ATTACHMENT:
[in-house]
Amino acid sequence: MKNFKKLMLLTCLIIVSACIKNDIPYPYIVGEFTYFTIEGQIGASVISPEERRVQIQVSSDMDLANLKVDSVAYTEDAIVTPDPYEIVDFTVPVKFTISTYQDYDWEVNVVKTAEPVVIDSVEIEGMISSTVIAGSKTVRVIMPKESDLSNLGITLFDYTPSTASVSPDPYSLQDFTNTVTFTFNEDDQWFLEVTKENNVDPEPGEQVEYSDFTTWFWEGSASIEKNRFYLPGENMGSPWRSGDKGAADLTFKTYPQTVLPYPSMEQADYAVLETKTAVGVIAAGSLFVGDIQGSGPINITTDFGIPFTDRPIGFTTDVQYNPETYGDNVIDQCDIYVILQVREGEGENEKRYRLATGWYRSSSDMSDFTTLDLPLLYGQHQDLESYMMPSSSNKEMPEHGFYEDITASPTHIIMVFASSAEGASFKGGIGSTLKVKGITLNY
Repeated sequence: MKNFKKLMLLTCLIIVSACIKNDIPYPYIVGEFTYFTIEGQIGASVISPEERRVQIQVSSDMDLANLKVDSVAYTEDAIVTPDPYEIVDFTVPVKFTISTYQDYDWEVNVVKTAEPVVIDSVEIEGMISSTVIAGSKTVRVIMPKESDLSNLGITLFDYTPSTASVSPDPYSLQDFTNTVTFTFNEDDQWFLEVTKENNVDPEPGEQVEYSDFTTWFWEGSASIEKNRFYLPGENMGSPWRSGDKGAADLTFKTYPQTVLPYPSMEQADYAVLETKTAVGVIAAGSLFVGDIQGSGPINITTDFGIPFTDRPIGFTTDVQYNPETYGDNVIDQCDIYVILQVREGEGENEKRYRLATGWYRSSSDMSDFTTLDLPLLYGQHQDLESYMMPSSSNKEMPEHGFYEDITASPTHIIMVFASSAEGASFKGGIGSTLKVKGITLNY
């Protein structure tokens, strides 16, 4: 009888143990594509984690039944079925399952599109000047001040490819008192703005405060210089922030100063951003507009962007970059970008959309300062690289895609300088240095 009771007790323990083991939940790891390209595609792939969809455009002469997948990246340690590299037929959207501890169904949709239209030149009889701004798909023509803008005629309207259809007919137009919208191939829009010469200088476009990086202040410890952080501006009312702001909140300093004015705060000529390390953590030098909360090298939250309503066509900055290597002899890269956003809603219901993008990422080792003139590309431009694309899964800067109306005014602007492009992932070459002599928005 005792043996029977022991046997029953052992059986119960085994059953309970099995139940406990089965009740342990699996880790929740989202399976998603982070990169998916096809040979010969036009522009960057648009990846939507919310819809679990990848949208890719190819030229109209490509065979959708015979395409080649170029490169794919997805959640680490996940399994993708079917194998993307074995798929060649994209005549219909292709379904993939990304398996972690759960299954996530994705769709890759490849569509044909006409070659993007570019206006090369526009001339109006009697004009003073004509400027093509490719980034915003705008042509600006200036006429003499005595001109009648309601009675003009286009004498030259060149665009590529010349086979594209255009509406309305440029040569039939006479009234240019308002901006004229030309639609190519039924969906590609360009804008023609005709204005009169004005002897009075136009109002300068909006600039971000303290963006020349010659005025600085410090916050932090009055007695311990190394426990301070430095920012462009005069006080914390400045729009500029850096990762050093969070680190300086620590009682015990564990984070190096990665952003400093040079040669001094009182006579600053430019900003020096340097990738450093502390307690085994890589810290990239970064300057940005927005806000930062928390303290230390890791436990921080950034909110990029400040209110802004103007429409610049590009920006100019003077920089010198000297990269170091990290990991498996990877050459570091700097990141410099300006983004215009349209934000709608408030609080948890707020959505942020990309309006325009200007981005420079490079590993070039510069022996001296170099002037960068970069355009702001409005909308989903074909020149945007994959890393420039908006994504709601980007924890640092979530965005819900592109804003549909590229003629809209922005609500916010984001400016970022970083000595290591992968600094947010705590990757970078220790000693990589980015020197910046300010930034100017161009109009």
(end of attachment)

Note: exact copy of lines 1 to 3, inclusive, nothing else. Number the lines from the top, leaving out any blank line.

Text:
[in-house]
Amino acid sequence: MKNFKKLMLLTCLIIVSACIKNDIPYPYIVGEFTYFTIEGQIGASVISPEERRVQIQVSSDMDLANLKVDSVAYTEDAIVTPDPYEIVDFTVPVKFTISTYQDYDWEVNVVKTAEPVVIDSVEIEGMISSTVIAGSKTVRVIMPKESDLSNLGITLFDYTPSTASVSPDPYSLQDFTNTVTFTFNEDDQWFLEVTKENNVDPEPGEQVEYSDFTTWFWEGSASIEKNRFYLPGENMGSPWRSGDKGAADLTFKTYPQTVLPYPSMEQADYAVLETKTAVGVIAAGSLFVGDIQGSGPINITTDFGIPFTDRPIGFTTDVQYNPETYGDNVIDQCDIYVILQVREGEGENEKRYRLATGWYRSSSDMSDFTTLDLPLLYGQHQDLESYMMPSSSNKEMPEHGFYEDITASPTHIIMVFASSAEGASFKGGIGSTLKVKGITLNY
Repeated sequence: MKNFKKLMLLTCLIIVSACIKNDIPYPYIVGEFTYFTIEGQIGASVISPEERRVQIQVSSDMDLANLKVDSVAYTEDAIVTPDPYEIVDFTVPVKFTISTYQDYDWEVNVVKTAEPVVIDSVEIEGMISSTVIAGSKTVRVIMPKESDLSNLGITLFDYTPSTASVSPDPYSLQDFTNTVTFTFNEDDQWFLEVTKENNVDPEPGEQVEYSDFTTWFWEGSASIEKNRFYLPGENMGSPWRSGDKGAADLTFKTYPQTVLPYPSMEQADYAVLETKTAVGVIAAGSLFVGDIQGSGPINITTDFGIPFTDRPIGFTTDVQYNPETYGDNVIDQCDIYVILQVREGEGENEKRYRLATGWYRSSSDMSDFTTLDLPLLYGQHQDLESYMMPSSSNKEMPEHGFYEDITASPTHIIMVFASSAEGASFKGGIGSTLKVKGITLNY